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Providing period products is a necessity

Marisca argues the importance of access to menstrual products for all

I heard a shocking statistic recently: half of everyone who menstruates in B.C. has struggled to buy period products at some point in their life. And more than a quarter have gone through a period without having menstrual products whatsoever.

The average person who menstruates has about 450 periods in their lifetime. With an average of $20 spent on menstrual products per cycle, the cost builds over time to an estimated $9,000.

Average prices for both tampons and pads rose nearly 10 per cent last year.

Access to these necessary products has become more challenging for everyone because of the rising costs. According to United Way British Columbia, many people struggle to afford both period products and food, and menstrual stigma makes it difficult for people to ask for help.

They want to make it easier for people who menstruate to get through their periods with dignity and have launched a Period Promise campaign, with the goal of collecting half a million menstrual products by the end of the month.

Period products are necessary, but they are expensive.

Last year, federally regulated employers were required to make menstrual products available to workers at no cost while they are in the workplace. That means putting pads and tampons in washrooms so any worker who needs them while on the job has access.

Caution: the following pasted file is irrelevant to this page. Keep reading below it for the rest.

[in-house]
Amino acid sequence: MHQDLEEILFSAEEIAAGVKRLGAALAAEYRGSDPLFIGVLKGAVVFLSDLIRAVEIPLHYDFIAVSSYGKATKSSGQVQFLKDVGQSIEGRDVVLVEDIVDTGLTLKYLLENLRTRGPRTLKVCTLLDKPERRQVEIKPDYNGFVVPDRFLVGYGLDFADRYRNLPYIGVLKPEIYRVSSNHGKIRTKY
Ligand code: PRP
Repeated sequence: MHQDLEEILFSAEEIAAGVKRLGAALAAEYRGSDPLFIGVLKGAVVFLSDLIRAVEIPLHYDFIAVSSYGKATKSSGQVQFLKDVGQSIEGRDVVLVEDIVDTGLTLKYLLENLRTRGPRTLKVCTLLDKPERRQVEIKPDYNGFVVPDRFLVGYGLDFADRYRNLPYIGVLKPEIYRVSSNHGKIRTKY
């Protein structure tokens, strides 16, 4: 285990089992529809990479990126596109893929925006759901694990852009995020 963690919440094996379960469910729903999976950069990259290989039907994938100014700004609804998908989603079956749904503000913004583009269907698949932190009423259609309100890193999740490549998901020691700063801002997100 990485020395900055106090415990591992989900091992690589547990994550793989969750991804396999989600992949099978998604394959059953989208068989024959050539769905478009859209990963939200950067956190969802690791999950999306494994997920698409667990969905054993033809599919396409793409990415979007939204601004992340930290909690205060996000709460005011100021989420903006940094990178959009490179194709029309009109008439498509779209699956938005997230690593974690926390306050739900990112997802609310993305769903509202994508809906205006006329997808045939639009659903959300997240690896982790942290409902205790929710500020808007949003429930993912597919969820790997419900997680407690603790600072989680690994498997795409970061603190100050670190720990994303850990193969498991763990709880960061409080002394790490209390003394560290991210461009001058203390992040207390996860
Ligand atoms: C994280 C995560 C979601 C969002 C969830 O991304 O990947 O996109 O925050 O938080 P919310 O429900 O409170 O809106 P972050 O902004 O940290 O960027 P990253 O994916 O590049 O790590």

School districts have also implemented providing free products but how they are distributed may vary between schools.

According to one student at Smithers Secondary School, they are kept in the office, not the bathroom. And it is hit or miss if the right product will be available.

While these are good steps in the right direction, more can be done. Having the products in an easy spot for high school students to grab, is a good first step.

Students shouldn’t have to turn to unsuitable solutions, such as extending the use of menstrual products beyond the recommended time frame or avoiding school.

Poor menstrual hygiene can pose serious health risks, such as reproductive and urinary tract infections.

Leaving a tampon in for too long can lead to infections and can cause life-threatening toxic shock syndrome, although this is quite rare. Each year toxic shock syndrome affects about 1 in 100,000 women.

Period products are a basic need. Providing them can improve equity, reduce stigma, and create healthier, more inclusive environments.

Marisca Bakker

About the Author: Marisca Bakker

Marisca was born and raised in Ontario and moved to Smithers almost ten years ago on a one-year contract.
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